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Equity, diversity, inclusion

Making a positive impact on student learning experiences

special feature: Meet Memorial

A summer spotlight on some of the wide-ranging and important roles at Memorial and the faculty, students and staff who fill them.

By Courtenay Griffin

When it comes to supporting teaching and learning at Memorial University, Jason Geary is a jack of many trades.

In his teaching consultant role with the Centre for Innovation in Teaching and Learning (CITL), he provides pedagogical support for educators, graduate students and entire faculties and departments.

But his background in special education and community health, and his diverse experience as an educator for nearly 25 years, is helping the university address some important issues and topics that impact students’ learning experiences.

Educator to practitioner

“I have taught in a variety of settings, including hospitals, correctional facilities and treatment centres, as well as in college and university classrooms,” said Mr. Geary.

“As a teacher, I am always looking to enhance my practice through engaging with the research, as well as continued reflection and professional development. I do this as a practitioner as well, and my current role simply provides the opportunity to assist other instructors and graduate students in doing the same thing.”

In addition to working with educators, graduate students and academic units at Memorial, Mr. Geary also works with non-academic units, such as the Student Wellness and Counselling Centre and the Blundon Centre.

“Collaborations with non-academic units are very rewarding because it allows me to interact with those that directly support students, and you can really see the impact of your work,” he explained.

“There are a number of projects that I am currently working on that are incredibly exciting.”

Accessibility and inclusivity

One example is his current collaboration with the Blundon Centre that focuses on promoting and enhancing equitable and inclusive educational spaces and experiences for all learners.

“The increased variability among our students requires us to rethink how we design and deliver meaningful educational experiences.” — Jason Geary

As part of the project, Mr. Geary is helping to inform the teaching and learning community about accessibility and inclusive teaching practices.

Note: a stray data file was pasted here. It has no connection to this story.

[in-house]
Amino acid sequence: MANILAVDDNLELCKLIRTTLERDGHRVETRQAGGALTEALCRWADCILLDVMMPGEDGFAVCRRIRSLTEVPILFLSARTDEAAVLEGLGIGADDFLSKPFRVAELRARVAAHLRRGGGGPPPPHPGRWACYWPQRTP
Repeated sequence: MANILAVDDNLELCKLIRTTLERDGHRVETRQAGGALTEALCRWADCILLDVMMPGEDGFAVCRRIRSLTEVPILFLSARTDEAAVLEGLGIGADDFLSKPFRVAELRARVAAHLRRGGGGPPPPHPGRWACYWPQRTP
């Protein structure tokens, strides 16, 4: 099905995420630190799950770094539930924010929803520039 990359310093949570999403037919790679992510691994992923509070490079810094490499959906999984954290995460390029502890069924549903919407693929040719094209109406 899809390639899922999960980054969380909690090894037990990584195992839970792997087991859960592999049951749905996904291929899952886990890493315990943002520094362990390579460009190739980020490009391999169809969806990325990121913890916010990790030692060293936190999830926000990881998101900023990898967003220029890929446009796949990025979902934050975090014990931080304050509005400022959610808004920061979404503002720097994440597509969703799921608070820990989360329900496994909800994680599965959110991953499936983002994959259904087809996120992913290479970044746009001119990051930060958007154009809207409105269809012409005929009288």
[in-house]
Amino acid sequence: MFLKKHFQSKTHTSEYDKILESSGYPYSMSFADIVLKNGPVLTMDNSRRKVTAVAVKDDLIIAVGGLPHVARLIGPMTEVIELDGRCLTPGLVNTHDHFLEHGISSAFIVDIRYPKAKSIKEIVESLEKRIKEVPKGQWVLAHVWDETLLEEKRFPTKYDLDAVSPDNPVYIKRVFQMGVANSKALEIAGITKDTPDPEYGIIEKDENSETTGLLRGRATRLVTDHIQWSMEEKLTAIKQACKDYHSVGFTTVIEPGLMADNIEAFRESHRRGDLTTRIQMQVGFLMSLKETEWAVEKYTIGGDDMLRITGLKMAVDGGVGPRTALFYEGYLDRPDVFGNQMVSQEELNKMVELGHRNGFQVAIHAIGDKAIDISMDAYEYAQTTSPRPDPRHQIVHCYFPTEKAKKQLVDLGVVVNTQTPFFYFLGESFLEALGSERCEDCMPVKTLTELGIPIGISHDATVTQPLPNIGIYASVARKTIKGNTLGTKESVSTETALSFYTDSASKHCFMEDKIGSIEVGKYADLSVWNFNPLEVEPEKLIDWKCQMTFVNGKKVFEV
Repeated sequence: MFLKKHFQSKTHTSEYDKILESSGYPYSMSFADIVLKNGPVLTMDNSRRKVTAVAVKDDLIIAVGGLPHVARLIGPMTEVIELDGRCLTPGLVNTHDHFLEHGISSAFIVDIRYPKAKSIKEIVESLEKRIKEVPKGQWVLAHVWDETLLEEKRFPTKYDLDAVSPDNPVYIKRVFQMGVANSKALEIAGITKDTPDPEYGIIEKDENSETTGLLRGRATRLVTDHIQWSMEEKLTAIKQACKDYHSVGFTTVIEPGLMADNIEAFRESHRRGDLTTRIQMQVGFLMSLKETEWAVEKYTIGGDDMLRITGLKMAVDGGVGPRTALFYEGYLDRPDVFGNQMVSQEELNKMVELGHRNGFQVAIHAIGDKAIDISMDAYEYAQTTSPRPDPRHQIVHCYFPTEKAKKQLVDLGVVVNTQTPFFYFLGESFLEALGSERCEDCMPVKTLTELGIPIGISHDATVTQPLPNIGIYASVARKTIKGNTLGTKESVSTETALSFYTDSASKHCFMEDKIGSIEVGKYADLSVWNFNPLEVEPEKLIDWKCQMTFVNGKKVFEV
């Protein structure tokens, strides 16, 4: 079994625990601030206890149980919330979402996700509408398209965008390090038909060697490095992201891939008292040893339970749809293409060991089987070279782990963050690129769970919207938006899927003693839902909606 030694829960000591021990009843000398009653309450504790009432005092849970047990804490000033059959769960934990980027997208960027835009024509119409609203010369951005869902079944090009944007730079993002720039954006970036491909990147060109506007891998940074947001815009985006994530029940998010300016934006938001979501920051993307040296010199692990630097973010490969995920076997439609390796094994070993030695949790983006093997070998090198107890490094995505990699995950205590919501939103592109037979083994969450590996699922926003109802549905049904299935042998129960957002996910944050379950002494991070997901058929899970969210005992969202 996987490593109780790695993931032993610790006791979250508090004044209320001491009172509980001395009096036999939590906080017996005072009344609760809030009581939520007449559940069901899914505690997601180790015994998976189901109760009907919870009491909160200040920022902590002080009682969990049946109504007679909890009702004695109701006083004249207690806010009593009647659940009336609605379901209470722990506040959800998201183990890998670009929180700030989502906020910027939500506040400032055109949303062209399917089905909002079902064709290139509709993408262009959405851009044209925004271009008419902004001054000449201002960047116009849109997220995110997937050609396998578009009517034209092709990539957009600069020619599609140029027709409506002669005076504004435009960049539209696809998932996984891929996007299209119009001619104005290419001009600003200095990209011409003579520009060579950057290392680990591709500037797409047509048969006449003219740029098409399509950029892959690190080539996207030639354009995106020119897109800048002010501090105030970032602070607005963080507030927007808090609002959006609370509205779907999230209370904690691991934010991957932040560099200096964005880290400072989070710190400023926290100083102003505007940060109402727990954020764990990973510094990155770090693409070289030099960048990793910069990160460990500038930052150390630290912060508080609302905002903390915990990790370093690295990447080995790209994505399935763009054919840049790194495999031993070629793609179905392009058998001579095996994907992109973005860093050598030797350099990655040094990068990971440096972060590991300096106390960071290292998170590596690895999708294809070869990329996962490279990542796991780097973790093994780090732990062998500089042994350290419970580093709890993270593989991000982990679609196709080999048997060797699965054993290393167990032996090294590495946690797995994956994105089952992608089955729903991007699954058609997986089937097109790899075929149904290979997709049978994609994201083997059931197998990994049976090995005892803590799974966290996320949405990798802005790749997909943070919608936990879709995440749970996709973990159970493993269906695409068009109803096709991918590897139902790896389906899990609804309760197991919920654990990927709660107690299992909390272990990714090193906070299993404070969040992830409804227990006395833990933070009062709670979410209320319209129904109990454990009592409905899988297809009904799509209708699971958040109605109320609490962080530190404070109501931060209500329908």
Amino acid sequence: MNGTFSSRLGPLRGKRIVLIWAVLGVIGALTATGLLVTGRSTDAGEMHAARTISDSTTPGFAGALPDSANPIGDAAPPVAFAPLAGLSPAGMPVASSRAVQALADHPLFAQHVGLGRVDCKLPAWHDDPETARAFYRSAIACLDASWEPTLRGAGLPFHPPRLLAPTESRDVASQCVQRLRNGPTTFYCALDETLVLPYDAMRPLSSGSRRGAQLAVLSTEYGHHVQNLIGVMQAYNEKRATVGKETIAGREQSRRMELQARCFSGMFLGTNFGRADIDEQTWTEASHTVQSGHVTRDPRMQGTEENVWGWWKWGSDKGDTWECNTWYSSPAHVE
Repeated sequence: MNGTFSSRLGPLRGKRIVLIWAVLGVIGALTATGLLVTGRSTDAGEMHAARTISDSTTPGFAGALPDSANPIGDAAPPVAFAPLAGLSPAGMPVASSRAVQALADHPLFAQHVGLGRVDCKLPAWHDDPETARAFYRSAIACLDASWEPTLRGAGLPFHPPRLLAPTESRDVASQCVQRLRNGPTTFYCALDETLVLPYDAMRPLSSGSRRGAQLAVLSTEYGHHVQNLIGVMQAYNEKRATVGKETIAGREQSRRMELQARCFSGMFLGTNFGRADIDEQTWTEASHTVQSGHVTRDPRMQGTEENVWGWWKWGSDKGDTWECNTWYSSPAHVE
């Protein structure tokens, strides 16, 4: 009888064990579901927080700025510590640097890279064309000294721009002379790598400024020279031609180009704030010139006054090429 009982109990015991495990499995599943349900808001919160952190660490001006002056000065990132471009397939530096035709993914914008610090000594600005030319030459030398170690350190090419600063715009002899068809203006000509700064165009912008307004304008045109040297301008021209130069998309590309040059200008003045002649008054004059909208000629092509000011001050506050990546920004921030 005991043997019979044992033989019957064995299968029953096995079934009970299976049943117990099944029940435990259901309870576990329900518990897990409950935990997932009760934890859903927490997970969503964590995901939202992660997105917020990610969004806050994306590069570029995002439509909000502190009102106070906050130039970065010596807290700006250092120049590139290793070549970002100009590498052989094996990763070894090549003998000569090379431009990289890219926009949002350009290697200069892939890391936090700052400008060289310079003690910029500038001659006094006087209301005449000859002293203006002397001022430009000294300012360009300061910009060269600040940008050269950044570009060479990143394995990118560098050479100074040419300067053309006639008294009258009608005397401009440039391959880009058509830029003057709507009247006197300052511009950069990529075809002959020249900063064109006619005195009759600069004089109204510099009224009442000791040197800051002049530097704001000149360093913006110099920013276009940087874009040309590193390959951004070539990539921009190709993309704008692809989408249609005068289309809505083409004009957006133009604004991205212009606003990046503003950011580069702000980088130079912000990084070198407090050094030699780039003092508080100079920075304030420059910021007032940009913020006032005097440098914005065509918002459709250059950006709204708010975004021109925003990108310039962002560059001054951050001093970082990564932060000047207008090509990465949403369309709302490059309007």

“Focusing on the experiences of students who live with disabilities is a great place to concentrate some of our efforts that centre on equity, diversity and inclusion,” he said.

“Frameworks like universal design for instruction and universal design for learning, for example, do not rely solely on providing accommodations for students with disabilities. Instead, they utilize research-based approaches to providing equitable learning spaces for all students. The increased variability among our students really does require us to rethink how we design and deliver meaningful educational experiences.”


Another area Mr. Geary feels fortunate to be involved with is Memorial University’s efforts to indigenize the academy.

“CITL has been supporting the Office of Aboriginal Affairs as they lead and decide direction on this very important initiative. Indigenization is such important work, and is something I take very seriously as a settler-ally and teacher.”

Jason Geary has been developing in-house Aboriginal awareness training for educators.
Photo: Rich Blenkinsopp

In collaboration with the Office of Aboriginal Affairs, Mr. Geary has taken part in indigenization discussions with faculties and other key individuals to explore how to further support the ongoing Strategic Indigenization Plan that is currently underway.

He has also been working with the Aboriginal Resource Office to develop in-house Aboriginal awareness training for educators, have discussions on indigenizing the curricula and explore how to enhance cultural competence throughout Memorial.

Enhancing teaching practice

Aside from his consultant-related work, Mr. Geary is also busy with the regular programming for educators and graduate students for the 2018-19 academic year. Namely, CITL’s Teaching Skills Enhancement Program for both instructors and graduate students.

“The program introduces instructors and graduate students to a number of themes including adult learning theory, assessment and evaluation and the scholarship of teaching and learning, as well as cultural competence and learner variability,” he explained. “It is a very thorough program that gets rave reviews every semester.”

While Mr. Geary values his work with educators to enhance their teaching practice, ultimately he hopes his work will make a positive impact on the overall student learning experience.

“Whether it is working with a group of educators about how to teach critical thinking, or working with instructors to evaluate and encourage the use of a variety of assessment methods to draw on students’ strengths, ultimately the goal is to have a lasting and positive impact on student learning experiences.”

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